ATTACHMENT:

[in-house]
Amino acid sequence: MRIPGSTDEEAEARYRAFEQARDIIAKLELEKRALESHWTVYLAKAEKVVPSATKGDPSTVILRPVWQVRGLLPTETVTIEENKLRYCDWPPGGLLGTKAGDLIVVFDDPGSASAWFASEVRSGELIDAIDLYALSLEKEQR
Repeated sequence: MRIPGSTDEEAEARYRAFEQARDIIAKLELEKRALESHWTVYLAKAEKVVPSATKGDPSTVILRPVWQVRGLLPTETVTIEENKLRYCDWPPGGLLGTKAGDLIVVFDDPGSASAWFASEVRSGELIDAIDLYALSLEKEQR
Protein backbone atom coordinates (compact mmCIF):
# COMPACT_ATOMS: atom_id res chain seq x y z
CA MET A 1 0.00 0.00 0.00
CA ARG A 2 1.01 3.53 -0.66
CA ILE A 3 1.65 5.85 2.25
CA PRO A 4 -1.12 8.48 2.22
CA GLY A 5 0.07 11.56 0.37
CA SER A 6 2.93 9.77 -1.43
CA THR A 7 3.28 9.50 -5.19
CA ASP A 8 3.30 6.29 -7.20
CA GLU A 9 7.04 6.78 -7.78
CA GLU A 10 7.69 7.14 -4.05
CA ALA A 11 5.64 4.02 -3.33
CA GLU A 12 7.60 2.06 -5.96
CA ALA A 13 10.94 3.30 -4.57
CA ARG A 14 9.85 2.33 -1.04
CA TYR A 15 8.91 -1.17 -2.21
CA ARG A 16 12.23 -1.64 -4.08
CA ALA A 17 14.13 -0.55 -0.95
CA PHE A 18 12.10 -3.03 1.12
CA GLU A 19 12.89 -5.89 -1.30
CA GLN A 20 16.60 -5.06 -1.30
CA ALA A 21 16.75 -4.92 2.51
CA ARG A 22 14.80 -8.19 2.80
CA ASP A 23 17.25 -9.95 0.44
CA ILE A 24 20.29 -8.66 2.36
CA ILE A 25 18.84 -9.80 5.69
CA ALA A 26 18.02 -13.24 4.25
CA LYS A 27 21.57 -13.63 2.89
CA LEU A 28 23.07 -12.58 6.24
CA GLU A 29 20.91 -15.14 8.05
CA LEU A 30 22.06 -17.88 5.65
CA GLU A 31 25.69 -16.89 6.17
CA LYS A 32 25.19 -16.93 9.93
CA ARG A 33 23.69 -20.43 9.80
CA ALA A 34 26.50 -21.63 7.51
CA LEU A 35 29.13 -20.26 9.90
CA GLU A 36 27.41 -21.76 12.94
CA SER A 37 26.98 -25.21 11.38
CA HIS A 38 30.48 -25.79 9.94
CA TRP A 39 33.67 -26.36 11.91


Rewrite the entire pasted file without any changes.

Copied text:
[in-house]
Amino acid sequence: MRIPGSTDEEAEARYRAFEQARDIIAKLELEKRALESHWTVYLAKAEKVVPSATKGDPSTVILRPVWQVRGLLPTETVTIEENKLRYCDWPPGGLLGTKAGDLIVVFDDPGSASAWFASEVRSGELIDAIDLYALSLEKEQR
Repeated sequence: MRIPGSTDEEAEARYRAFEQARDIIAKLELEKRALESHWTVYLAKAEKVVPSATKGDPSTVILRPVWQVRGLLPTETVTIEENKLRYCDWPPGGLLGTKAGDLIVVFDDPGSASAWFASEVRSGELIDAIDLYALSLEKEQR
Protein backbone atom coordinates (compact mmCIF):
# COMPACT_ATOMS: atom_id res chain seq x y z
CA MET A 1 0.00 0.00 0.00
CA ARG A 2 1.01 3.53 -0.66
CA ILE A 3 1.65 5.85 2.25
CA PRO A 4 -1.12 8.48 2.22
CA GLY A 5 0.07 11.56 0.37
CA SER A 6 2.93 9.77 -1.43
CA THR A 7 3.28 9.50 -5.19
CA ASP A 8 3.30 6.29 -7.20
CA GLU A 9 7.04 6.78 -7.78
CA GLU A 10 7.69 7.14 -4.05
CA ALA A 11 5.64 4.02 -3.33
CA GLU A 12 7.60 2.06 -5.96
CA ALA A 13 10.94 3.30 -4.57
CA ARG A 14 9.85 2.33 -1.04
CA TYR A 15 8.91 -1.17 -2.21
CA ARG A 16 12.23 -1.64 -4.08
CA ALA A 17 14.13 -0.55 -0.95
CA PHE A 18 12.10 -3.03 1.12
CA GLU A 19 12.89 -5.89 -1.30
CA GLN A 20 16.60 -5.06 -1.30
CA ALA A 21 16.75 -4.92 2.51
CA ARG A 22 14.80 -8.19 2.80
CA ASP A 23 17.25 -9.95 0.44
CA ILE A 24 20.29 -8.66 2.36
CA ILE A 25 18.84 -9.80 5.69
CA ALA A 26 18.02 -13.24 4.25
CA LYS A 27 21.57 -13.63 2.89
CA LEU A 28 23.07 -12.58 6.24
CA GLU A 29 20.91 -15.14 8.05
CA LEU A 30 22.06 -17.88 5.65
CA GLU A 31 25.69 -16.89 6.17
CA LYS A 32 25.19 -16.93 9.93
CA ARG A 33 23.69 -20.43 9.80
CA ALA A 34 26.50 -21.63 7.51
CA LEU A 35 29.13 -20.26 9.90
CA GLU A 36 27.41 -21.76 12.94
CA SER A 37 26.98 -25.21 11.38
CA HIS A 38 30.48 -25.79 9.94
CA TRP A 39 33.67 -26.36 11.91